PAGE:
Basically, CISPE contends that the subscription license model itself isn't the issue, with the real concerns being exorbitant price increases, product re-bundling, unfair billing changes, and restrictive software licensing terms imposed by certain providers, which negatively impact cloud services in Europe.

An April 15 Broadcom social media post about Tan's post was also met with derision from a couple of commenters, one of whom said: "I would love to talk to the people that came up with this change and said, hey this is a good idea! Oh and let's introduce this well after almost all businesses have completed budgeting for this year based on the old VMware licenses. It's a giant middle finger to current clients."

Broadcom continues to put @VMware customer feedback into action.
[Click on image for larger view.] 'Broadcom continues to put @VMware customer feedback into action.' (source: X).

Other thoughts were expressed on an April 17 Slashdot thread, with comments including:

  • Given that everything to date looked like the new model was squeezing the locked-in customers for everything until the business finally collapsed, I will admit to not understanding this move, even if it is just PR [BS]. VMWare is a zombie product, nobody with any brains is going to hold on longer than they have to.
  • That's funny because customers are tired of being raked over the coals with the ridiculous price increases with little of value being offered in return. Apparently Broadcom doesn't understand that customers don't like being exploited. Especially when you have customers that are knowledgable about the value of the product they are using where Broadcom is coming from such a high level of understanding that they simply don't have a clue what they are doing.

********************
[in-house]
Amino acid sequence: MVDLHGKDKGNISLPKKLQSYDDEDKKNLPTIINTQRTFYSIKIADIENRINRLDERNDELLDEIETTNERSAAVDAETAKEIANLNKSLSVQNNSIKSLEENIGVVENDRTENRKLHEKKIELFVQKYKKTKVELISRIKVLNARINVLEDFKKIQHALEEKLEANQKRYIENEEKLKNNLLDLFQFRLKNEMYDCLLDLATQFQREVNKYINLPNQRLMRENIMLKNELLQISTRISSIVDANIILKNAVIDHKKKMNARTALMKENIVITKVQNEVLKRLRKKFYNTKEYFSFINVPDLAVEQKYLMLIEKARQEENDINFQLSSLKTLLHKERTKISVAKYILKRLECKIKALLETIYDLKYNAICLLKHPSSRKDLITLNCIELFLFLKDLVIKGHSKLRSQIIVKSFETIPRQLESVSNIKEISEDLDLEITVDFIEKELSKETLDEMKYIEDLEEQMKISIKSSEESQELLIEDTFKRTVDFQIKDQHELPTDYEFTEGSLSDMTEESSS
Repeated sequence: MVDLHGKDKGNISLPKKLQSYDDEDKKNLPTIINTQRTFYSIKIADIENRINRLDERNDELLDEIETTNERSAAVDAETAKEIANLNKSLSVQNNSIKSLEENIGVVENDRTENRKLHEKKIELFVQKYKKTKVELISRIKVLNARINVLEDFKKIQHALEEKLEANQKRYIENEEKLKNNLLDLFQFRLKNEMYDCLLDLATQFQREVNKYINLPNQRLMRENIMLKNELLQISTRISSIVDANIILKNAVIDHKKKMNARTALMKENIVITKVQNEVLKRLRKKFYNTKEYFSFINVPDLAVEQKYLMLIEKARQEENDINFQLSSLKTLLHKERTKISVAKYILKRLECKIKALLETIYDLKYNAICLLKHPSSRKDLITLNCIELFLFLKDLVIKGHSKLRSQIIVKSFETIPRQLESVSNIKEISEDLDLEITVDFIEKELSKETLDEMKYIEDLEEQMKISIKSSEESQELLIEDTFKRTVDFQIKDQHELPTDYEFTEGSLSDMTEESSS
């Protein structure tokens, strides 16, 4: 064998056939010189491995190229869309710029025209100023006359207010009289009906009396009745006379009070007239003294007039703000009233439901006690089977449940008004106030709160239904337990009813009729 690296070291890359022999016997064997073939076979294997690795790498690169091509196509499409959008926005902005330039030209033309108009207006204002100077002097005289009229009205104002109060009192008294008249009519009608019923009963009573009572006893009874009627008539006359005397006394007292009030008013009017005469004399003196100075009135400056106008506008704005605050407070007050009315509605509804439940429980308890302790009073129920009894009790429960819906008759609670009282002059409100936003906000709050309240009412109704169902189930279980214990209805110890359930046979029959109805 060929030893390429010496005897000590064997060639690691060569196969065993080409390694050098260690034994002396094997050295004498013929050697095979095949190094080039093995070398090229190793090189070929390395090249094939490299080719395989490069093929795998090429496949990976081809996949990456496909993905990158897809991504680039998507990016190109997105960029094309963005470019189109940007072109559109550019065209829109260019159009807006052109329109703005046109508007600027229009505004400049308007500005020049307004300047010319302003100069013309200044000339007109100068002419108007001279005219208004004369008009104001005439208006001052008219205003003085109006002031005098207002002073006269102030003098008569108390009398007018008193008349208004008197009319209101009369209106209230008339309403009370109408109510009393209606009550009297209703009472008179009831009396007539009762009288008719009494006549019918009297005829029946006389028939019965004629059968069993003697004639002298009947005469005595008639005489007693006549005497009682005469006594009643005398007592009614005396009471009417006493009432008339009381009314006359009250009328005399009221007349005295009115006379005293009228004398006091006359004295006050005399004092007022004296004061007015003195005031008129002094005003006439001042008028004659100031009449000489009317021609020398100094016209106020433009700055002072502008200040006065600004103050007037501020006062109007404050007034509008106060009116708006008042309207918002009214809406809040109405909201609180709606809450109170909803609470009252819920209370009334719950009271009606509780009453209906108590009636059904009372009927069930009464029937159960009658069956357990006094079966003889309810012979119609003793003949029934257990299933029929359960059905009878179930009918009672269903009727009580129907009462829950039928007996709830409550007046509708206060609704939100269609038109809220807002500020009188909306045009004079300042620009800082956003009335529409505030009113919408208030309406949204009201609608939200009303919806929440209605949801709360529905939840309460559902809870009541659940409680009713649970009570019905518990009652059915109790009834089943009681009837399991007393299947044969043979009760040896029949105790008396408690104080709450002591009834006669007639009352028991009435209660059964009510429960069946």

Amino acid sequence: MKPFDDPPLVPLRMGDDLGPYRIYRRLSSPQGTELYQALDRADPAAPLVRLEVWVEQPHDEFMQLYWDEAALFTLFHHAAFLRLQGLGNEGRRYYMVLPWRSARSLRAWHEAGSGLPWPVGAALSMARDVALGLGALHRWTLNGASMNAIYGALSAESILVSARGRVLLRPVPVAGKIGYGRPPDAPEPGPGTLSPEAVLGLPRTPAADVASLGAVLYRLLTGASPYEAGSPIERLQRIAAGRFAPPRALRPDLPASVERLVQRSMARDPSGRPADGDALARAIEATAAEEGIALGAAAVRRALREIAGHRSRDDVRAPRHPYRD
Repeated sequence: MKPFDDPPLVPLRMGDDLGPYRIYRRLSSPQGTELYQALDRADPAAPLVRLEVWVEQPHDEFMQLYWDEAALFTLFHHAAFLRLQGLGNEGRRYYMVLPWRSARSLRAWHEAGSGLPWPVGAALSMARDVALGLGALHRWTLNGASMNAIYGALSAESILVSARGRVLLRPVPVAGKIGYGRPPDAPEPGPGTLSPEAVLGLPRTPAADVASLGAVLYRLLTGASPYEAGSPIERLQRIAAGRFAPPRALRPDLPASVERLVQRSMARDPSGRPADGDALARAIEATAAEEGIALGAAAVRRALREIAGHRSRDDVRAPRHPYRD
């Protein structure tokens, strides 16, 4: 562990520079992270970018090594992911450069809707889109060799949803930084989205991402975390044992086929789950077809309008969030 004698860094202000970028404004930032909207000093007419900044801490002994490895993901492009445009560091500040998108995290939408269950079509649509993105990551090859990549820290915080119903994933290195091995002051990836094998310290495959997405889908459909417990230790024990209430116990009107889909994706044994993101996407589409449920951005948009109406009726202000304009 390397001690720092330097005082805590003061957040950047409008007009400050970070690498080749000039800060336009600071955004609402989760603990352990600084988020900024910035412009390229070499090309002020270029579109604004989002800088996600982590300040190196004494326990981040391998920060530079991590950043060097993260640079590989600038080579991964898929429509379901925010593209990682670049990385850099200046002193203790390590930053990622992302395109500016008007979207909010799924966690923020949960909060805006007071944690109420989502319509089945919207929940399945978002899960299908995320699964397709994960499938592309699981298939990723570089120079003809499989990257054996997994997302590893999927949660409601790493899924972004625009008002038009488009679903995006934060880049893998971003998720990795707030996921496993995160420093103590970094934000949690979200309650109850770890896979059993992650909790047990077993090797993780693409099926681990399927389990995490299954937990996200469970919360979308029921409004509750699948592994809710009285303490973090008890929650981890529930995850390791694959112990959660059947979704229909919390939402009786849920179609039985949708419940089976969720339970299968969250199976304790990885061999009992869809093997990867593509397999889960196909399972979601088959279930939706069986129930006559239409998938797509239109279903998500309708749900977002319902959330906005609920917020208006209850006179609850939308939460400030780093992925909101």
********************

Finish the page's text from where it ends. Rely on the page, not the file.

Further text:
• Broadcom CEO Hock Tan has realized that fast-moving changes to the subscription pricing model that force a change in customers' expenditures is causing many customers to reevaluate their loyalty to VMware products. Rather than pony up additional cash, Tan has seen many customers give Broadcom the virtual middle finger and switch to alternative platforms such as those based on OpenStack, Harvester, or other low or no-cost technologies. In a last ditch effort to salvage what's left of their customer base, Broadcom will be providing some ongoing security patches for customers who persist with their perpetual licenses instead of ceding to Broadcom's blatant extortion demands.
  • I expect many VMware customers are already deep in the eval process of other technologies, and will be jumping ship as they are able. If they were smart they started this about the same time broadcom got involved. I'm getting a real mid-2000's Novell vibe off of VMware right now.

As stated, the announcement from CISPE wasn't its first criticism of Broadcom's handling of VMware products and services. The group last month published a news release claiming "Broadcom's brutal contract termination and imposition of prohibitive new licensing terms will decimate Europe's Cloud Infrastructure."

Bullet points plucked from that release include:

  • Broadcom, a US technology giant, has unilaterally cancelled all licenses for VMware software following its acquisition of the company last year.
  • Cloud services vendors and customers are left in limbo, without clarity as to how, when, or if they will be able to license VMware software from 1st April 2024.
  • Customers have reported price hikes of as much as twelve-times, even if they are invited to relicense VMware software.

So, some five months in, with April 1 come and gone, the kerfuffle shows no signs of slowing down.

About the Author

David Ramel is an editor and writer for Converge360.